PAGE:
MPA's 'Phantom,' while full of talent, falls short
07/12/2010 5:33 AM
07/13/2010 3:16 PM
Gaston Leroux's 1910 French novel "Phantom of the Opera" is a gripping story about a mysterious masked man who lurks in the shadows of the Paris Opera.
It has drama, glamor, romance, thrills and horror. So why is Modesto Performing Arts' musical "Phantom," now at Modesto High School, largely so dull?
With the notable exceptions of the flashback scenes about the Phantom's birth and the tragic conclusion, this version of the story fails to generate much excitement.
First let it be said that this is a completely different show than the much more famous 1986 Andrew Lloyd Webber version "Phantom of the Opera," which is the longest-running musical in Broadway history.
MPA is instead presenting the 1991 musical written by Maury Yeston and Arthur Kopit ("Nine") and it includes no crashing chandelier or gondola ride on an underground gloomy river.
Director Paul Tischer is taking the minimalist approach and is using a single gray castlelike set that splits into different parts. It doesn't work because there is no contrast between the colorful, fantastic world of the opera and the phantom's dark life in the catacombs below. All we get is darkness.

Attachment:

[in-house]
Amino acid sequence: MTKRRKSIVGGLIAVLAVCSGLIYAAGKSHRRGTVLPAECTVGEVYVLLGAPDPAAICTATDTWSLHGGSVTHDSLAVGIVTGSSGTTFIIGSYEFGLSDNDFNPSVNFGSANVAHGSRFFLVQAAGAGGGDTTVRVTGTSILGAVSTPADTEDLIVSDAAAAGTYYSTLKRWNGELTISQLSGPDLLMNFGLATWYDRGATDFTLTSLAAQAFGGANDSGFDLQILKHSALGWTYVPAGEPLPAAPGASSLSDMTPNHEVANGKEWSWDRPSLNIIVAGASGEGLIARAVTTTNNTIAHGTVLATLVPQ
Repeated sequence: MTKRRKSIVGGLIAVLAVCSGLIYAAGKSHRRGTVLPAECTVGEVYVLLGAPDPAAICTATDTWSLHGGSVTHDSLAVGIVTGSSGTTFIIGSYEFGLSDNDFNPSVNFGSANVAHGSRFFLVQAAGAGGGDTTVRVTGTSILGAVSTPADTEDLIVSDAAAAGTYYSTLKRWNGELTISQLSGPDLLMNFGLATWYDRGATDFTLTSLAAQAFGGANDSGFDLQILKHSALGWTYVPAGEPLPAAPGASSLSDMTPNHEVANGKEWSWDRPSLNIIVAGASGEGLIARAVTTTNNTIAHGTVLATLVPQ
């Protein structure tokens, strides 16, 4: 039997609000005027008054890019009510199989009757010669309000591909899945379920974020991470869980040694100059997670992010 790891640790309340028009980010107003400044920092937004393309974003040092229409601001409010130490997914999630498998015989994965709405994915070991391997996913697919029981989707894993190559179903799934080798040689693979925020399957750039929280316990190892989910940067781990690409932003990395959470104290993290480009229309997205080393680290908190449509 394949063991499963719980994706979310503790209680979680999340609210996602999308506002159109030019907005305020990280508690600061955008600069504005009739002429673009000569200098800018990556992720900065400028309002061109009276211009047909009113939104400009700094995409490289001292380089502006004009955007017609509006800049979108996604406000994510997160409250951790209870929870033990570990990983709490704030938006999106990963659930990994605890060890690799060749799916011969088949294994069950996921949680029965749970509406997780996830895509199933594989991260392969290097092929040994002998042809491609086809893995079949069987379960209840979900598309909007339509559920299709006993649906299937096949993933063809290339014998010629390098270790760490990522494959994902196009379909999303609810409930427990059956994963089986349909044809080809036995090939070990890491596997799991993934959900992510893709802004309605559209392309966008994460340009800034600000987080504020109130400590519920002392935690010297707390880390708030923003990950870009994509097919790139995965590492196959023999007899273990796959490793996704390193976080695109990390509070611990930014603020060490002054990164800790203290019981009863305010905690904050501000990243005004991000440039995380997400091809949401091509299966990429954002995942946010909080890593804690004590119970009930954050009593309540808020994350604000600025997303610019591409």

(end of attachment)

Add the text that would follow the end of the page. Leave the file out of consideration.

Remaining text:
Yeston's music is lovely and emotional but there are no standout hit songs and some seem strangely chipper and out of place for such a dark storyline.
Still, Colin Porter is an engaging Phantom with a powerful, deep voice. A graduate from University of Rochester's Eastman School of Music, he has operatic training.
Dwight Mahabir nearly steals the show as Carriere, the manager of the Paris Opera. He demonstrates a considerable gift for storytelling when he recounts the Phantom's history in the second act. At Sunday's opening performance, he and Porter got cheers for their duet.
Meghan Taylor, who plays the Phantom's love interest Christine, is able to perform some impressive vocal acrobatics and convey tenderness to the masked man. Jared Amaral is dashing as her protector, the Count de Chanon.
David Barbaree is underused as the harried theater manager and Dawn Peterson doesn't get enough opportunities to throw temper tantrums as his wife, the prima donna singer Carlotta.
Costume designer Gini Vyborney adeptly sets the 1880s time period by finding stunning long ball gowns and sharp black tuxedos for the cast to wear.
Conductor Darrel Lingenfelter guides the large orchestra in providing lush accompaniment for the performers.
But all the talent in this production isn't enough to make up for the show's shortcomings. The fact is there's just not enough theatricality in this consummate tale about the theater.
Bee arts writer Lisa Millegan Renner can be reached at email@example.com or 578-2313.
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